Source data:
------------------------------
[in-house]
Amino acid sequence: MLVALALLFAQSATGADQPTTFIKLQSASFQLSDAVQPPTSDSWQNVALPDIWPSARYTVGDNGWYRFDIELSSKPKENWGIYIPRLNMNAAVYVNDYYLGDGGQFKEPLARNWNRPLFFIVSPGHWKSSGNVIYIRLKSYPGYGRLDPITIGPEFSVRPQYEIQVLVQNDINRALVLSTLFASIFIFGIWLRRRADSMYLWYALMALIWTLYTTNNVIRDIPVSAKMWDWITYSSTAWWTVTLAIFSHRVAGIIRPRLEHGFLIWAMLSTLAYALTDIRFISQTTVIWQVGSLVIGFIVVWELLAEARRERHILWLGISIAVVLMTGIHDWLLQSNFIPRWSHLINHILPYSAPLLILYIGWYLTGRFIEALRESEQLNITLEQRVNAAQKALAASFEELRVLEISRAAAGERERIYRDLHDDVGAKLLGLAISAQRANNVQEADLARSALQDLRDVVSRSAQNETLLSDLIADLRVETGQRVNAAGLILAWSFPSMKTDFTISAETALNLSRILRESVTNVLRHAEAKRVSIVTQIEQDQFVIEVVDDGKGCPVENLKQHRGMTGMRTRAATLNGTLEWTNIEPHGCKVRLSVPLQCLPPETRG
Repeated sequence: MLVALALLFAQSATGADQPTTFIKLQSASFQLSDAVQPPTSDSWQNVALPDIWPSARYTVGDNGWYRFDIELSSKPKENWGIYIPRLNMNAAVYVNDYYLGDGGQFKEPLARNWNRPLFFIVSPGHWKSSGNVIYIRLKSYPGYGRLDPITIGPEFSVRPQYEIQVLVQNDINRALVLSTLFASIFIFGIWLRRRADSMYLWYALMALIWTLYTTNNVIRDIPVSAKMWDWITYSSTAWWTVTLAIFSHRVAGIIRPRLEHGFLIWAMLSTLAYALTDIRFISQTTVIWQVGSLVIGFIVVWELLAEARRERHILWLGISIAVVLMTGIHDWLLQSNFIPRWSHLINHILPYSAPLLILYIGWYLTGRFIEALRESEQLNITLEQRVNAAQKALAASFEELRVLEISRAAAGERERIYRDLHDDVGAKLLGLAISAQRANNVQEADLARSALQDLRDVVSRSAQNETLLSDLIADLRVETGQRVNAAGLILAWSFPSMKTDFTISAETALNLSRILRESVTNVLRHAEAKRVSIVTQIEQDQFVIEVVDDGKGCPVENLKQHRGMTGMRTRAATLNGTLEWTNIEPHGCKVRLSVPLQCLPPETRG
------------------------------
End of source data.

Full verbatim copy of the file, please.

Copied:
[in-house]
Amino acid sequence: MLVALALLFAQSATGADQPTTFIKLQSASFQLSDAVQPPTSDSWQNVALPDIWPSARYTVGDNGWYRFDIELSSKPKENWGIYIPRLNMNAAVYVNDYYLGDGGQFKEPLARNWNRPLFFIVSPGHWKSSGNVIYIRLKSYPGYGRLDPITIGPEFSVRPQYEIQVLVQNDINRALVLSTLFASIFIFGIWLRRRADSMYLWYALMALIWTLYTTNNVIRDIPVSAKMWDWITYSSTAWWTVTLAIFSHRVAGIIRPRLEHGFLIWAMLSTLAYALTDIRFISQTTVIWQVGSLVIGFIVVWELLAEARRERHILWLGISIAVVLMTGIHDWLLQSNFIPRWSHLINHILPYSAPLLILYIGWYLTGRFIEALRESEQLNITLEQRVNAAQKALAASFEELRVLEISRAAAGERERIYRDLHDDVGAKLLGLAISAQRANNVQEADLARSALQDLRDVVSRSAQNETLLSDLIADLRVETGQRVNAAGLILAWSFPSMKTDFTISAETALNLSRILRESVTNVLRHAEAKRVSIVTQIEQDQFVIEVVDDGKGCPVENLKQHRGMTGMRTRAATLNGTLEWTNIEPHGCKVRLSVPLQCLPPETRG
Repeated sequence: MLVALALLFAQSATGADQPTTFIKLQSASFQLSDAVQPPTSDSWQNVALPDIWPSARYTVGDNGWYRFDIELSSKPKENWGIYIPRLNMNAAVYVNDYYLGDGGQFKEPLARNWNRPLFFIVSPGHWKSSGNVIYIRLKSYPGYGRLDPITIGPEFSVRPQYEIQVLVQNDINRALVLSTLFASIFIFGIWLRRRADSMYLWYALMALIWTLYTTNNVIRDIPVSAKMWDWITYSSTAWWTVTLAIFSHRVAGIIRPRLEHGFLIWAMLSTLAYALTDIRFISQTTVIWQVGSLVIGFIVVWELLAEARRERHILWLGISIAVVLMTGIHDWLLQSNFIPRWSHLINHILPYSAPLLILYIGWYLTGRFIEALRESEQLNITLEQRVNAAQKALAASFEELRVLEISRAAAGERERIYRDLHDDVGAKLLGLAISAQRANNVQEADLARSALQDLRDVVSRSAQNETLLSDLIADLRVETGQRVNAAGLILAWSFPSMKTDFTISAETALNLSRILRESVTNVLRHAEAKRVSIVTQIEQDQFVIEVVDDGKGCPVENLKQHRGMTGMRTRAATLNGTLEWTNIEPHGCKVRLSVPLQCLPPETRG